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'At War With This Virus' — Biden Lays Out His COVID-19 Vaccine Distribution Plan

President-elect Joe Biden has released a $1.9 trillion proposal to help control the pandemic and bring economic relief to Americans.
Matt Slocum
President-elect Joe Biden has released a $1.9 trillion proposal to help control the pandemic and bring economic relief to Americans.

Updated 4:25 p.m. ET

President-elect Joe Biden's sweeping American Rescue Plan includes ambitious proposals to bring the pandemic under control. Biden is sharing details of the part of his plan focused on the vaccination rollout Friday afternoon.

In the plan, Biden promises to tackle the pandemic with "the full strength of the federal government."

Public health experts are broadly supportive of his approach but say Biden's calls for a speedy bipartisan deal mean that parts of the plan will likely be scaled back.

In a speech Friday afternoon, Biden laid out his five-part plan for how to speed up the vaccination campaign: Open up vaccine eligibility to more people, create more vaccination sites, increase vaccine supply, hire a vaccination workforce, and launch a large-scale public education campaign.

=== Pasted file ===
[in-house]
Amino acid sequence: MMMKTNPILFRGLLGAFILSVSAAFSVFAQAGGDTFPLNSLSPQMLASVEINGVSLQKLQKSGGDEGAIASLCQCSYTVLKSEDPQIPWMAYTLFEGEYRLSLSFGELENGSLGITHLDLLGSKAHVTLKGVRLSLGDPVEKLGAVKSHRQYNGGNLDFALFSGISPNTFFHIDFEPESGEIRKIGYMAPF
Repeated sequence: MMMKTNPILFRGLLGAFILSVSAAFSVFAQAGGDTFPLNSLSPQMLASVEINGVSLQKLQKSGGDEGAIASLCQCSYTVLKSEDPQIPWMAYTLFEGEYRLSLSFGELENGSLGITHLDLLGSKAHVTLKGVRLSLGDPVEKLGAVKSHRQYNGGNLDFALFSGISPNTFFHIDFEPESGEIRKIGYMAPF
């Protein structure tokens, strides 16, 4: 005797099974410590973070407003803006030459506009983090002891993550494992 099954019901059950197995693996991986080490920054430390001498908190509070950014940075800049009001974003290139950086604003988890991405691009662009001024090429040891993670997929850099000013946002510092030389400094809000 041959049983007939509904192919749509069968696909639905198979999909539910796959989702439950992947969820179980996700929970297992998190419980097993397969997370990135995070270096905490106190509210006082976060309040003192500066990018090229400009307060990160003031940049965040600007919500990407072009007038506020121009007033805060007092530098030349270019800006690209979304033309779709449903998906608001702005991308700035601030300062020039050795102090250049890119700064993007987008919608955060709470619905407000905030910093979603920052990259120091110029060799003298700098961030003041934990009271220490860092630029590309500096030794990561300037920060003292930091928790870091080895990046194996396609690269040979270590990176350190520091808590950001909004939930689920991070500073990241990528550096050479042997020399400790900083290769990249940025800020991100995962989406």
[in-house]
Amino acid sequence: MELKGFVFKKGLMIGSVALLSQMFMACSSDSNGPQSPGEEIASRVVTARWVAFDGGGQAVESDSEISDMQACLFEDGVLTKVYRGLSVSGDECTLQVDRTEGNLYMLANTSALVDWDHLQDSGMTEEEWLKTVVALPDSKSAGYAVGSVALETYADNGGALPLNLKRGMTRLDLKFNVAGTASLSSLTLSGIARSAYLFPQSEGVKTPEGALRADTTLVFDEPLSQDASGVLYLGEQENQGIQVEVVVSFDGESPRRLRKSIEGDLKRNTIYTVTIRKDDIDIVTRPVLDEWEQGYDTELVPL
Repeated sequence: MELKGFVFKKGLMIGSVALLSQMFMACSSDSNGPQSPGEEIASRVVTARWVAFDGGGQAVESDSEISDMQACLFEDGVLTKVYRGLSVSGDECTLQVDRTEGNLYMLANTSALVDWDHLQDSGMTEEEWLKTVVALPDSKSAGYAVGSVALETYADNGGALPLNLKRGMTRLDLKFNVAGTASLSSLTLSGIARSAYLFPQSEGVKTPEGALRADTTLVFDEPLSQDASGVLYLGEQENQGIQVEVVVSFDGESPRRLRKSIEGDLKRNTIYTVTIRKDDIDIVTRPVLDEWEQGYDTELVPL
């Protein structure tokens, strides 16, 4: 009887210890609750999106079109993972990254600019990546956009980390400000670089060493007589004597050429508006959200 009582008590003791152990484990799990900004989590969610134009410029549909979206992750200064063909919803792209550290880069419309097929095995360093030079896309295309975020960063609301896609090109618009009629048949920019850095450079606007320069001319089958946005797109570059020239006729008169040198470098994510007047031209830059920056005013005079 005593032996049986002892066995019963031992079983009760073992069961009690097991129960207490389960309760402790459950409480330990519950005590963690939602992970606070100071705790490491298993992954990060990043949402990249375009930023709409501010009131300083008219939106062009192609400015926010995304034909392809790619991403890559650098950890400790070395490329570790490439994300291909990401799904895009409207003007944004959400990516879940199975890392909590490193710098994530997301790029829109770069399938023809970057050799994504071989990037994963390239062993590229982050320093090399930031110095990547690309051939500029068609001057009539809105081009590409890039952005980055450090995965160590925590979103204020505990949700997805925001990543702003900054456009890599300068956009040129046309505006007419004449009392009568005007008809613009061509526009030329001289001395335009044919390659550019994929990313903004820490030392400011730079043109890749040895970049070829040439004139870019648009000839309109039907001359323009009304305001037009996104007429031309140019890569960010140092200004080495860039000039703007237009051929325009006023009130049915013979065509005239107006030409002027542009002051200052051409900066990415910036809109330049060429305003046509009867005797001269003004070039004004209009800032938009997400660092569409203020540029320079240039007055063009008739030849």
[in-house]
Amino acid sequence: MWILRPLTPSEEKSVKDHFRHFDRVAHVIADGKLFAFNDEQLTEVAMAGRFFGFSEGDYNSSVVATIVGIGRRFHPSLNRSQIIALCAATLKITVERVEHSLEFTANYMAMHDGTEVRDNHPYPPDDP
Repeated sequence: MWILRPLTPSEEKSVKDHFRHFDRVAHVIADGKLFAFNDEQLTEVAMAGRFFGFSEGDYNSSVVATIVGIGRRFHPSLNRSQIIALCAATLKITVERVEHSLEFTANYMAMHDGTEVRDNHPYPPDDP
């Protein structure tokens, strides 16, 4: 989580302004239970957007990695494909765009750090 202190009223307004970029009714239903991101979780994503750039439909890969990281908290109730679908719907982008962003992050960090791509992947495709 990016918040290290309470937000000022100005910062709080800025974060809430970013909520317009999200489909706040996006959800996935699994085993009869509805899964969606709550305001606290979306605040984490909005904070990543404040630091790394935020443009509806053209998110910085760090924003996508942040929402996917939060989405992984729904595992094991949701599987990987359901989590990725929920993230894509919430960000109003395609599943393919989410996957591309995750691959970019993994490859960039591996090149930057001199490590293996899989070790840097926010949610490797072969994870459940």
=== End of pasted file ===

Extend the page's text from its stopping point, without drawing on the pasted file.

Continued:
Calling for patriotism and for Americans to do their part to ending the pandemic by wearing masks, he said, "We're in a war with this virus."

The first step in the plan, he said, is to "immediately work with states to open up vaccinations to more priority groups."

As part of his proposed package, he calls for hundreds of billions of spending for this national vaccination program as well as other public health measures such as testing and contact tracing; new jobs for public health workers; and expanded U.S. manufacturing for protective gear.

"This is the time for big, ambitious goals," says Lindsay Wiley, director of the health law and policy program at American University, "It's the right place to start."

The plan is ambitious not just in its spending goals but also in its intent to mitigate the pandemic's rippling effects, says Dr. Georges Benjamin, executive director of the American Public Health Association.

"There's funding here to empower people to be able to stay home [if they're sick], to get kids back in the school. There's money here to support the economy, to get workers back to work. When you couple that with these health interventions [such as testing and contact tracing], this is really a way forward," Benjamin says.

Biden assumes control next week of a country facing a raging pandemic that is killing nearly 3,500 people every day on average, with the risk of potentially faster-spreading new virus strains on the horizon.

His plan emphasizes the need to jump-start a slow vaccine rollout that he called "a dismal failure." The COVID-19 vaccination campaign has reached just 3% of the U.S. population so far, according to the Centers for Disease Control and Prevention.